Gionni Paul, LB, Utah: It's time to start recognizing the quality of this Utah defense. The front seven has been sturdy this season. On Thursday, the Utes allowed only 4.7 yards per play against Oregon State. They also recorded five more sacks, pushing their conference-best total to 33. Most importantly, the defense was again fundamentally sound across the board, so let's put a sticker on Paul's helmet -- he led the unit with 14 tackles.
Brett Hundley, QB, UCLA: This was by no means Hundley's best game. He fumbled early on, and that set up a Cal touchdown. He then threw an ugly second-half interception that opened the door for another Bears score. But on a day marred by UCLA sloppiness on both sides of the ball, Hundley overcame his own mistakes and those of his teammates with his supreme athleticism. He did so with statistical flair: 330 passing yards, 94 rushing yards, and three total touchdowns. The Bruins ended up beating the Bears 36-34 on a late field goal, and that capped a Hundley-led 567-yard performance.
Cody Kessler, QB, USC: USC boasts an illustrious list of quarterbacks in its storied history. Well, Kessler can now say he has thrown more touchdown passes in a single game that any of the legendary names that came before him. Kessler tossed seven scores in the Trojans' 56-28 annihilation of Colorado, and he did it with remarkable efficiency (19-for-26, 319 yards). More than a quarter of Kessler's throws were touchdowns. By the way, Matt Barkley held the previous USC single-game touchdown record, throwing six on two separate occasions.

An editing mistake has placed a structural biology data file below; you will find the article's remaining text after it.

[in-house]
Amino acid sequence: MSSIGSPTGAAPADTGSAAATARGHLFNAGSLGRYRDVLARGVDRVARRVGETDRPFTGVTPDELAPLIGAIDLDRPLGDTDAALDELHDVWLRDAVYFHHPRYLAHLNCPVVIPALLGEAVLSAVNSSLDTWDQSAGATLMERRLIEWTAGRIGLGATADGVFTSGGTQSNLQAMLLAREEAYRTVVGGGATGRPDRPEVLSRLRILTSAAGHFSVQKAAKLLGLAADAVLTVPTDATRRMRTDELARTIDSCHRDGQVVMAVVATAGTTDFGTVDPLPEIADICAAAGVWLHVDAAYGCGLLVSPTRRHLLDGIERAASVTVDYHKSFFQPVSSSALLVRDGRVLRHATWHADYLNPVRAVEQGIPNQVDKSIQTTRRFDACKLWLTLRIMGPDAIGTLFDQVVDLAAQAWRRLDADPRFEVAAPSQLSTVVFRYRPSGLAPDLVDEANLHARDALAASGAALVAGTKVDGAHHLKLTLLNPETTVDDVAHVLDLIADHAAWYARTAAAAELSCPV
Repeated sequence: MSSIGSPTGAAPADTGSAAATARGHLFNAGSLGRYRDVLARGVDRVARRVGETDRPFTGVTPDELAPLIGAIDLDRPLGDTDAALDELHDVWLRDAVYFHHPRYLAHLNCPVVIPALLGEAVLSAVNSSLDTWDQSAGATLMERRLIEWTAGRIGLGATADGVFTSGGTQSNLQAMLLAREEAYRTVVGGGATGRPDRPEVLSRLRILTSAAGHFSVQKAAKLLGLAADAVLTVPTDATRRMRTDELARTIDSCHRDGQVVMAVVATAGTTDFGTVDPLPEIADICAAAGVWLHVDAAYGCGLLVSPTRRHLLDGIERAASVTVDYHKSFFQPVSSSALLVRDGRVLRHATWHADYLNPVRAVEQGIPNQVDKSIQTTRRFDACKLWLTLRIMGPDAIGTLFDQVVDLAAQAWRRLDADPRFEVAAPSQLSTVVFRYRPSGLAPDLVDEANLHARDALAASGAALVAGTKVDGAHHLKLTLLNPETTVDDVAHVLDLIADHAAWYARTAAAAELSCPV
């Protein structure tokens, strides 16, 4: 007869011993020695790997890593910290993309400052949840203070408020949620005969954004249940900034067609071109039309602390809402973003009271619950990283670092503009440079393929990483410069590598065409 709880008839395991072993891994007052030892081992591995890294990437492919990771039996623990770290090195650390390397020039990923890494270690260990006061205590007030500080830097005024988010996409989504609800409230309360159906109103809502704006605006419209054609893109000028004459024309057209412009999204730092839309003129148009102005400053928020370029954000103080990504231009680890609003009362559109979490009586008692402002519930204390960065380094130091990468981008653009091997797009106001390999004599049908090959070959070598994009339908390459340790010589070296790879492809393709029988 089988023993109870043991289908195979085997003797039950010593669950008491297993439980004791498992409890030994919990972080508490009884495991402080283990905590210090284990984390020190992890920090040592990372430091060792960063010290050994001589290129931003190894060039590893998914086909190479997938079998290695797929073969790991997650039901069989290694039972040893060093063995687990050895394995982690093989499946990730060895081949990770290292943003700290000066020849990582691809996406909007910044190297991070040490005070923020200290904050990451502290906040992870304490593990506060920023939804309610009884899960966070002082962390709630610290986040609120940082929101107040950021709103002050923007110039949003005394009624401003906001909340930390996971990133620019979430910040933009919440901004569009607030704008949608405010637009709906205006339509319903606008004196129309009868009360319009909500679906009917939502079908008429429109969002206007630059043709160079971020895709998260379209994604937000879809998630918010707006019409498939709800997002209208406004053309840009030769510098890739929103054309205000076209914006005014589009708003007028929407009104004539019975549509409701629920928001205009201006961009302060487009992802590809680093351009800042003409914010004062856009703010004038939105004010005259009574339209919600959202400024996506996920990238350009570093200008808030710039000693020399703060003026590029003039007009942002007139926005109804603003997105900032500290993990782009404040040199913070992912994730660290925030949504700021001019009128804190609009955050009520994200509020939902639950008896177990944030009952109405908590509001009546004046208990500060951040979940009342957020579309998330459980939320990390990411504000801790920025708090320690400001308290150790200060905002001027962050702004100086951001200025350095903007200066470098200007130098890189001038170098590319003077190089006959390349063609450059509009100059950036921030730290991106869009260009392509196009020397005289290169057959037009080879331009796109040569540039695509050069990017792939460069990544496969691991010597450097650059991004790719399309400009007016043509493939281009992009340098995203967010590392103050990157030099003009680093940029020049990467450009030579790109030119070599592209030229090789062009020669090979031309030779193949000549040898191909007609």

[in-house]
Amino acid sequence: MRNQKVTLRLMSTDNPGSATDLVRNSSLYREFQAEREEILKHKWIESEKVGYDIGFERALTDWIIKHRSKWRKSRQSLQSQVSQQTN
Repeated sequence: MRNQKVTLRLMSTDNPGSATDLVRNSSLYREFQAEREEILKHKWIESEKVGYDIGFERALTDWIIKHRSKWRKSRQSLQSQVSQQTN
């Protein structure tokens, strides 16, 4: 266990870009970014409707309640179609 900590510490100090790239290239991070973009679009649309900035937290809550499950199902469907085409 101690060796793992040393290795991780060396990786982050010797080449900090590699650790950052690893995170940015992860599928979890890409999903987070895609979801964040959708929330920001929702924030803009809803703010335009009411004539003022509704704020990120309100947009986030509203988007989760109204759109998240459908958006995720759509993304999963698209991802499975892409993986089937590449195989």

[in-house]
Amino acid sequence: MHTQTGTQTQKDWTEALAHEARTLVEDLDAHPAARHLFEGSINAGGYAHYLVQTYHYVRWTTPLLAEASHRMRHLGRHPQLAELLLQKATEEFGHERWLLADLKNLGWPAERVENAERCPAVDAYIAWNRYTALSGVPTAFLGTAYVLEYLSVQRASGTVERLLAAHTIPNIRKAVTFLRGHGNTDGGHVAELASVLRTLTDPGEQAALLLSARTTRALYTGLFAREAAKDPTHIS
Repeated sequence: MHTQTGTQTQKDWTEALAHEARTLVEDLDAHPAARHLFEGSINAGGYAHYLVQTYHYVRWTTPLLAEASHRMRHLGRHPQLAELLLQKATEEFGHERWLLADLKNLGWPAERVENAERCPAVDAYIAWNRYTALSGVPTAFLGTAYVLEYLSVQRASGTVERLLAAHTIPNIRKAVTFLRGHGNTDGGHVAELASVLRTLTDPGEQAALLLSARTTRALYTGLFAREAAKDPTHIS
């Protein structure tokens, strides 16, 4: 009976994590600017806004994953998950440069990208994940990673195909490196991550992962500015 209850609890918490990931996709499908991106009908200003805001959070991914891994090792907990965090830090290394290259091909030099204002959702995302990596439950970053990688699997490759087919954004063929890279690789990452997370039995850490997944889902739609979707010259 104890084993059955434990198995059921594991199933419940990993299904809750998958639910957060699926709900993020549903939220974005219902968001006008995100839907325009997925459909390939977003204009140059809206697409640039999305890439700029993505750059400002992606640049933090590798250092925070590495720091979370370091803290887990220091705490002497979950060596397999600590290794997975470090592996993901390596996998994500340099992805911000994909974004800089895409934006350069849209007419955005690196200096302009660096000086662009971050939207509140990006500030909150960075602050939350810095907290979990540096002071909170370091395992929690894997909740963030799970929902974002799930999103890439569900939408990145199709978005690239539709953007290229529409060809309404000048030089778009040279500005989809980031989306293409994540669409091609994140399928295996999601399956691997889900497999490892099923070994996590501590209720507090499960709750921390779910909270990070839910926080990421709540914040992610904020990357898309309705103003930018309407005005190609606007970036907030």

Buck Allen, RB, USC: It wasn't exactly tough running Saturday, but Allen deserves another sticker as he continues his fine season. The back's final line against Colorado: 15 carries, 128 yards, 8.5 per carry.
Royce Freeman, RB, Oregon: Oregon's remarkable win streak over Washington reached 11 games with Saturday's commanding 45-20 win, and the Ducks got it done by pummeling the Huskies' vaunted front seven. They did it behind Freeman, a true freshman power back who's built more like a senior. His bruising effort amassed 169 yards on 29 carries (5.8 average) against a Washington defense that had been sturdy against the run entering the game. Freeman powered his way to four touchdowns. The Ducks' offensive line seems to be back and firing on all cylinders.
Marcus Mariota, QB, Oregon: Yes, I know -- Mariota's helmet is already full of stickers since he gets one seemingly every single week. But we can't ignore another ridiculously efficient performance: 24-for-33, 336 yards, two touchdowns. Mariota has now thrown 19 touchdown passes, and he's the only quarterback in the nation to not have thrown an interception. Now, where's he going to stash all these helmet stickers?